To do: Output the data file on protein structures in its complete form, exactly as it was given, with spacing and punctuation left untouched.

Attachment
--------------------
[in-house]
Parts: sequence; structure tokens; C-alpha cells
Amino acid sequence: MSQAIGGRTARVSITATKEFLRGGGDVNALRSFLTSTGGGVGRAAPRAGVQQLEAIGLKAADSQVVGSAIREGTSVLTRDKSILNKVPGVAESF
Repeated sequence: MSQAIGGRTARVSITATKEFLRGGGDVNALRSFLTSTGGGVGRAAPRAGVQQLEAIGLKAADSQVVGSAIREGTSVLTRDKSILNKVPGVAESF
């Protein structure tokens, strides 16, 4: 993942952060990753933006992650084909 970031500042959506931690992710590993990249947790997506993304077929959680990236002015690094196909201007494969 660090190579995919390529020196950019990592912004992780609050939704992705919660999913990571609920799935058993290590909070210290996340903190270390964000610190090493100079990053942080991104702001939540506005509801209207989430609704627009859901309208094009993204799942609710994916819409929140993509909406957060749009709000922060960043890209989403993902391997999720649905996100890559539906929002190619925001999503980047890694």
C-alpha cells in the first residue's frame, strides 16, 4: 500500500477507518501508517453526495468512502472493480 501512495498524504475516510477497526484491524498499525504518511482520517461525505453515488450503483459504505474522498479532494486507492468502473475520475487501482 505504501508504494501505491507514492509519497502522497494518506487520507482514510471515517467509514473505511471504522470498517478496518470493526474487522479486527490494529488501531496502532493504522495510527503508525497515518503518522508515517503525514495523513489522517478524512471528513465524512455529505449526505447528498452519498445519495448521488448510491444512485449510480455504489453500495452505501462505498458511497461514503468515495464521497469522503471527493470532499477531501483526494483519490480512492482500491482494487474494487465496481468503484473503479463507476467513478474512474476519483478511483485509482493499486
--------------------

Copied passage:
[in-house]
Parts: sequence; structure tokens; C-alpha cells
Amino acid sequence: MSQAIGGRTARVSITATKEFLRGGGDVNALRSFLTSTGGGVGRAAPRAGVQQLEAIGLKAADSQVVGSAIREGTSVLTRDKSILNKVPGVAESF
Repeated sequence: MSQAIGGRTARVSITATKEFLRGGGDVNALRSFLTSTGGGVGRAAPRAGVQQLEAIGLKAADSQVVGSAIREGTSVLTRDKSILNKVPGVAESF
């Protein structure tokens, strides 16, 4: 993942952060990753933006992650084909 970031500042959506931690992710590993990249947790997506993304077929959680990236002015690094196909201007494969 660090190579995919390529020196950019990592912004992780609050939704992705919660999913990571609920799935058993290590909070210290996340903190270390964000610190090493100079990053942080991104702001939540506005509801209207989430609704627009859901309208094009993204799942609710994916819409929140993509909406957060749009709000922060960043890209989403993902391997999720649905996100890559539906929002190619925001999503980047890694």
C-alpha cells in the first residue's frame, strides 16, 4: 500500500477507518501508517453526495468512502472493480 501512495498524504475516510477497526484491524498499525504518511482520517461525505453515488450503483459504505474522498479532494486507492468502473475520475487501482 505504501508504494501505491507514492509519497502522497494518506487520507482514510471515517467509514473505511471504522470498517478496518470493526474487522479486527490494529488501531496502532493504522495510527503508525497515518503518522508515517503525514495523513489522517478524512471528513465524512455529505449526505447528498452519498445519495448521488448510491444512485449510480455504489453500495452505501462505498458511497461514503468515495464521497469522503471527493470532499477531501483526494483519490480512492482500491482494487474494487465496481468503484473503479463507476467513478474512474476519483478511483485509482493499486